Efforts to protect endangered 'living fossil' ramped up in Guangdong

Huidong Sea Turtle National Nature Reserve, situated in Sea Turtle Bay in Huizhou City, south China's Guangdong Province, has been successfully breeding and releasing a number of green sea turtles back into the wild.

Having lived on Earth for over 200 million years, the turtle species is known as a "living fossil," but now it faces the very real threat of extinction. Along China's coastline, the bay area is one of the last spawning beds for wild sea turtles, with experts observing a notable decrease in numbers over recent years. In the wild, the green sea turtle typically only begins breeding at 20 years old and then only spawns once every three to five years.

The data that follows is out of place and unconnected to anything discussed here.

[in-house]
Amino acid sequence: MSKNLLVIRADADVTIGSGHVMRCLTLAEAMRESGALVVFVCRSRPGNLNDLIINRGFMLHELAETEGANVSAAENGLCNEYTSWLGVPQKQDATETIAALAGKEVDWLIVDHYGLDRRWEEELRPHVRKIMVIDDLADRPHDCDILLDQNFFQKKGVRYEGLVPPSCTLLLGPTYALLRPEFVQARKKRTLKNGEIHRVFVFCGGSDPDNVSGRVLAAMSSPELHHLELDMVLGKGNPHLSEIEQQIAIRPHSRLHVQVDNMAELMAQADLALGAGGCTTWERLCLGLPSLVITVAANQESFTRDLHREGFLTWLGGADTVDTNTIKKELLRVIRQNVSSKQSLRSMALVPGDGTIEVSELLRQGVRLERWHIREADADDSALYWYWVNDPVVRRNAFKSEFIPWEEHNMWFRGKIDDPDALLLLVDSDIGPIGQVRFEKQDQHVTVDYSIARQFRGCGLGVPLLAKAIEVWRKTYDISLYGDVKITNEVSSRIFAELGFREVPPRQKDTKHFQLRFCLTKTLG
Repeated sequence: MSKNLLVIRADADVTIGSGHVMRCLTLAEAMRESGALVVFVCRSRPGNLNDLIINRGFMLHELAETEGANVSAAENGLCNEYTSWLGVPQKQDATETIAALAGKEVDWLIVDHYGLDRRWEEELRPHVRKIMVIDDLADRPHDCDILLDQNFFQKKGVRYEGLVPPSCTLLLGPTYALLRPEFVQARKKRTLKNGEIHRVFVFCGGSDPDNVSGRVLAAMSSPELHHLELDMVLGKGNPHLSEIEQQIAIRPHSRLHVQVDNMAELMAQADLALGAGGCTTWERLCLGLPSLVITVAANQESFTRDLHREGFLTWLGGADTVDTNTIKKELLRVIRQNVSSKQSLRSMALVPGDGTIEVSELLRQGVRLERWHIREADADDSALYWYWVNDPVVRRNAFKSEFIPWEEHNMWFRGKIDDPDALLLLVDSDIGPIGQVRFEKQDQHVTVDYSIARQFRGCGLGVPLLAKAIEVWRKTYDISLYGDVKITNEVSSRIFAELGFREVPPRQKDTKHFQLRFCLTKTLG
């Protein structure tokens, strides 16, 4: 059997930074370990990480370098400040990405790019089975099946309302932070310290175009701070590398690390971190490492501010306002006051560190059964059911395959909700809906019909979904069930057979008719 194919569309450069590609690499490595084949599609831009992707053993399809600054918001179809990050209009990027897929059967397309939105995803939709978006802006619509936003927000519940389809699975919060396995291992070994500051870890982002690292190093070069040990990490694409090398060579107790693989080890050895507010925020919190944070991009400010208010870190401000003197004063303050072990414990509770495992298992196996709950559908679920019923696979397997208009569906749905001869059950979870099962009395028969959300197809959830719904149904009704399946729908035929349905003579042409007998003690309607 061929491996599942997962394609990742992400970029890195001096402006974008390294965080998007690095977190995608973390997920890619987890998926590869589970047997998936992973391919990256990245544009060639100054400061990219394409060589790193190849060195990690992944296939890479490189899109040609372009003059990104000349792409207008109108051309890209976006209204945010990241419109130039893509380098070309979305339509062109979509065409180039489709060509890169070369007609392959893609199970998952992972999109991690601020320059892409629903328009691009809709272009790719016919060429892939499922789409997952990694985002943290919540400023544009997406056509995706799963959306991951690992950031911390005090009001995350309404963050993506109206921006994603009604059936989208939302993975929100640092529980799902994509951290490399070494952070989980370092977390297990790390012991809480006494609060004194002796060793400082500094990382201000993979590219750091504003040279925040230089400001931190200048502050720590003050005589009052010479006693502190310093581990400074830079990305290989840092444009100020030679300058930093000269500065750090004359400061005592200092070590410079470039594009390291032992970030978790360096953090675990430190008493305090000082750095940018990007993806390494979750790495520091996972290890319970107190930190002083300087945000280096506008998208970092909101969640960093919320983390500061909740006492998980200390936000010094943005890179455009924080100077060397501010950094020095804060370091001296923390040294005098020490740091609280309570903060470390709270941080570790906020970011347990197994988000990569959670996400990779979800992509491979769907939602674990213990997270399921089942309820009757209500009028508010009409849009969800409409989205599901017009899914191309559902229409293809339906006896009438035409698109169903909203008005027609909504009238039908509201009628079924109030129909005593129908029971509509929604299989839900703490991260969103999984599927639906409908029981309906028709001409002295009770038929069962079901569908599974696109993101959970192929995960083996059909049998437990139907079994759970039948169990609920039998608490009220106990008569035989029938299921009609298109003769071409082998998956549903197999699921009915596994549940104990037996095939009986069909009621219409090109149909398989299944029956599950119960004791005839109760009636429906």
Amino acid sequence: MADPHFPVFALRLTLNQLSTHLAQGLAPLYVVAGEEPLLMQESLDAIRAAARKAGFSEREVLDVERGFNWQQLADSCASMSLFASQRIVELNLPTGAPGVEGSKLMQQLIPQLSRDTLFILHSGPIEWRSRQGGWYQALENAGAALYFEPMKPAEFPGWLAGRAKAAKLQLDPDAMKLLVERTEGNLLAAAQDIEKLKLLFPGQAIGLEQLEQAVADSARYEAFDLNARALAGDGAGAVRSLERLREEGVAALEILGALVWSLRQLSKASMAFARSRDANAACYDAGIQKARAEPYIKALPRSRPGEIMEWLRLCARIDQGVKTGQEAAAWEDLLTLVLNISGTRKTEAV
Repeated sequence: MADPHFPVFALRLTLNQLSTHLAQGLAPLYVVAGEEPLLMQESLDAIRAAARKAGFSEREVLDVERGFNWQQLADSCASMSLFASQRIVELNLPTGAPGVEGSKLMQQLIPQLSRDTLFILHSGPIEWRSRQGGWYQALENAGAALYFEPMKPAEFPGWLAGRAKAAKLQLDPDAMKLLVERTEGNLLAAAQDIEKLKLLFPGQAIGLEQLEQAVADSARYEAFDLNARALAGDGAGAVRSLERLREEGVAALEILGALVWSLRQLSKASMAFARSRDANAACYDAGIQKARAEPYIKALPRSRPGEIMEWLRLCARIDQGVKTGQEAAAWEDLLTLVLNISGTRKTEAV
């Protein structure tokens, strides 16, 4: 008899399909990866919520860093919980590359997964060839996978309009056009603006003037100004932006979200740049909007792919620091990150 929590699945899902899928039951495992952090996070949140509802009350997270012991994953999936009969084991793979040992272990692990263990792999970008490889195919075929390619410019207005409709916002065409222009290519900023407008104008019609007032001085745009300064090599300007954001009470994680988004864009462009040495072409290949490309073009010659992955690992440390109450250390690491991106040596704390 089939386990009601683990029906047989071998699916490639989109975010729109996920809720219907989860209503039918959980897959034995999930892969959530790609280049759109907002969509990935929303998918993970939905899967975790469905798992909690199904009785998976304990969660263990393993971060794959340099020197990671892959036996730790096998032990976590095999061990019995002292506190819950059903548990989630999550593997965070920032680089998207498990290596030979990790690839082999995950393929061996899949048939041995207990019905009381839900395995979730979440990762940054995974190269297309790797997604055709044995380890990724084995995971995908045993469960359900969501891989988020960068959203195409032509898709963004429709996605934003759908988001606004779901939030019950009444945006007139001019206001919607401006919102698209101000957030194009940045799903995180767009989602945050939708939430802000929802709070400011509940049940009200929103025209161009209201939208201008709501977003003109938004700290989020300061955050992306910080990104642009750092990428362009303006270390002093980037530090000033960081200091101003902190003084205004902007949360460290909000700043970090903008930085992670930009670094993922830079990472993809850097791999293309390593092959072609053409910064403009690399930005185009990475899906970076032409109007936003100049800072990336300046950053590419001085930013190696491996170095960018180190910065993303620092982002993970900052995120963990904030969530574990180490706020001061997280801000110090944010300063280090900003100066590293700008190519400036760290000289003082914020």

The nature reserve has been attempting to artificially breed sea turtles ever since it was built in the 1980s, but the efforts didn't prove successful until 2017. Currently, the nature reserve raises around 1,000 green sea turtles and releases around 600 into the ocean each year.

(Cover image is a screenshot.)

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